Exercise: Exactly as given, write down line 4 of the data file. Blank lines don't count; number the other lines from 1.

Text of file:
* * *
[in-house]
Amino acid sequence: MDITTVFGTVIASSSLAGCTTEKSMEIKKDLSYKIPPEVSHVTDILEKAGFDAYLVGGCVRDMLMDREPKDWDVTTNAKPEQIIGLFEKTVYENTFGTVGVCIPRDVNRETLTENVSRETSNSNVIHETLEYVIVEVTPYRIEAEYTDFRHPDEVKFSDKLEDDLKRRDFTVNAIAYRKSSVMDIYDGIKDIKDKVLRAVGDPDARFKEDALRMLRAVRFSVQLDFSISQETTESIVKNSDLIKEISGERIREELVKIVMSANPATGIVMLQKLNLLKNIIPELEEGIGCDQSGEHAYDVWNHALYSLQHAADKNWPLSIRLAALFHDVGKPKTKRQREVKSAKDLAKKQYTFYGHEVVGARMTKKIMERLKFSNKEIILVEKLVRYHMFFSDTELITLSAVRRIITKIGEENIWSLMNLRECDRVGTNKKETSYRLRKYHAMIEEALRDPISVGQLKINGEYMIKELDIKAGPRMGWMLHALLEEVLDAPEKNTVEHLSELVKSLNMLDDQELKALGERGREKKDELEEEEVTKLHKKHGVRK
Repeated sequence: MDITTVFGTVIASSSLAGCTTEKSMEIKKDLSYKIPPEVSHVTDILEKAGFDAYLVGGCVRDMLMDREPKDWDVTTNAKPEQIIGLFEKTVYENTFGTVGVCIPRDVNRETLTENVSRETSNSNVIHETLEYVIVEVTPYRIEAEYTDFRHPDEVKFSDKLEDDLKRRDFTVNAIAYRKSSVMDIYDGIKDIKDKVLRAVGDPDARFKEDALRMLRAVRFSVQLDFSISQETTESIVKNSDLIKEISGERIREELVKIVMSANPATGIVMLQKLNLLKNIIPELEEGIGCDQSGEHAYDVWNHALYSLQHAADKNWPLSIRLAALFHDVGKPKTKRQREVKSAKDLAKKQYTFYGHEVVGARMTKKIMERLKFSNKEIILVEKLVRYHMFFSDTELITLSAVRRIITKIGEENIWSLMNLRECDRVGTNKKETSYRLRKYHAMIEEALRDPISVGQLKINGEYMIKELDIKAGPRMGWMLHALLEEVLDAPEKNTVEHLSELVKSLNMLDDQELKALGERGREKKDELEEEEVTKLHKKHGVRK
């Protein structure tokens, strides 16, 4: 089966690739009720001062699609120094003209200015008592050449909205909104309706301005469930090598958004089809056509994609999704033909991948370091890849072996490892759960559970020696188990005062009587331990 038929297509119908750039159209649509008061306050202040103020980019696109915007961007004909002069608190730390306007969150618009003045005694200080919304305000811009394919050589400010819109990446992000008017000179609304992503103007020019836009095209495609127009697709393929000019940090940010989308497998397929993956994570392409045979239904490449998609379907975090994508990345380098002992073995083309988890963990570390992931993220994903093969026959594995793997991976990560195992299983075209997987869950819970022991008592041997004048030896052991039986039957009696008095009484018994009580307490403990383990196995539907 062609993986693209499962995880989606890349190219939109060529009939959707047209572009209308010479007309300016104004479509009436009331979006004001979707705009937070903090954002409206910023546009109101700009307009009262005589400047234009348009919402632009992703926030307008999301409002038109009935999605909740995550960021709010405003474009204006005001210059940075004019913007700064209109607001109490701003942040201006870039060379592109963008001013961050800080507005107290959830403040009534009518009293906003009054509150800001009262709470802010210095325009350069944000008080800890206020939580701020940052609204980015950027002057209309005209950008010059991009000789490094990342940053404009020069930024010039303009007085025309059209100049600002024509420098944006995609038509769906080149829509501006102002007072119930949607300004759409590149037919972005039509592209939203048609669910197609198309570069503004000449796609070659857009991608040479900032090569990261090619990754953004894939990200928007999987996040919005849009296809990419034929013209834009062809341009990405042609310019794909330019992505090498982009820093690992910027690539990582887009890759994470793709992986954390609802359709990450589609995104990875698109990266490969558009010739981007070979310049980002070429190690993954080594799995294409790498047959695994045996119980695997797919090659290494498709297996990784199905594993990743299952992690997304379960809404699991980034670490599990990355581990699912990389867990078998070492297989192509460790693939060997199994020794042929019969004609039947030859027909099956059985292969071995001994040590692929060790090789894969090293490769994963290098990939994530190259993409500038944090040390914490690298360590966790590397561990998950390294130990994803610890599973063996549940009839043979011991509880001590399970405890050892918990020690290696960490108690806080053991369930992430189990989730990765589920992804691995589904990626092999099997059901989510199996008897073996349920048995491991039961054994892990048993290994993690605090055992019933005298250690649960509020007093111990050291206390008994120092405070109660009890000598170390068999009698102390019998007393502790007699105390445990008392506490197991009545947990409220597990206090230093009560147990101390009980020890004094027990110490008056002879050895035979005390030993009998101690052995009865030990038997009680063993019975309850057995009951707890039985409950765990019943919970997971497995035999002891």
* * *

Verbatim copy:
């Protein structure tokens, strides 16, 4: 089966690739009720001062699609120094003209200015008592050449909205909104309706301005469930090598958004089809056509994609999704033909991948370091890849072996490892759960559970020696188990005062009587331990 038929297509119908750039159209649509008061306050202040103020980019696109915007961007004909002069608190730390306007969150618009003045005694200080919304305000811009394919050589400010819109990446992000008017000179609304992503103007020019836009095209495609127009697709393929000019940090940010989308497998397929993956994570392409045979239904490449998609379907975090994508990345380098002992073995083309988890963990570390992931993220994903093969026959594995793997991976990560195992299983075209997987869950819970022991008592041997004048030896052991039986039957009696008095009484018994009580307490403990383990196995539907 062609993986693209499962995880989606890349190219939109060529009939959707047209572009209308010479007309300016104004479509009436009331979006004001979707705009937070903090954002409206910023546009109101700009307009009262005589400047234009348009919402632009992703926030307008999301409002038109009935999605909740995550960021709010405003474009204006005001210059940075004019913007700064209109607001109490701003942040201006870039060379592109963008001013961050800080507005107290959830403040009534009518009293906003009054509150800001009262709470802010210095325009350069944000008080800890206020939580701020940052609204980015950027002057209309005209950008010059991009000789490094990342940053404009020069930024010039303009007085025309059209100049600002024509420098944006995609038509769906080149829509501006102002007072119930949607300004759409590149037919972005039509592209939203048609669910197609198309570069503004000449796609070659857009991608040479900032090569990261090619990754953004894939990200928007999987996040919005849009296809990419034929013209834009062809341009990405042609310019794909330019992505090498982009820093690992910027690539990582887009890759994470793709992986954390609802359709990450589609995104990875698109990266490969558009010739981007070979310049980002070429190690993954080594799995294409790498047959695994045996119980695997797919090659290494498709297996990784199905594993990743299952992690997304379960809404699991980034670490599990990355581990699912990389867990078998070492297989192509460790693939060997199994020794042929019969004609039947030859027909099956059985292969071995001994040590692929060790090789894969090293490769994963290098990939994530190259993409500038944090040390914490690298360590966790590397561990998950390294130990994803610890599973063996549940009839043979011991509880001590399970405890050892918990020690290696960490108690806080053991369930992430189990989730990765589920992804691995589904990626092999099997059901989510199996008897073996349920048995491991039961054994892990048993290994993690605090055992019933005298250690649960509020007093111990050291206390008994120092405070109660009890000598170390068999009698102390019998007393502790007699105390445990008392506490197991009545947990409220597990206090230093009560147990101390009980020890004094027990110490008056002879050895035979005390030993009998101690052995009865030990038997009680063993019975309850057995009951707890039985409950765990019943919970997971497995035999002891």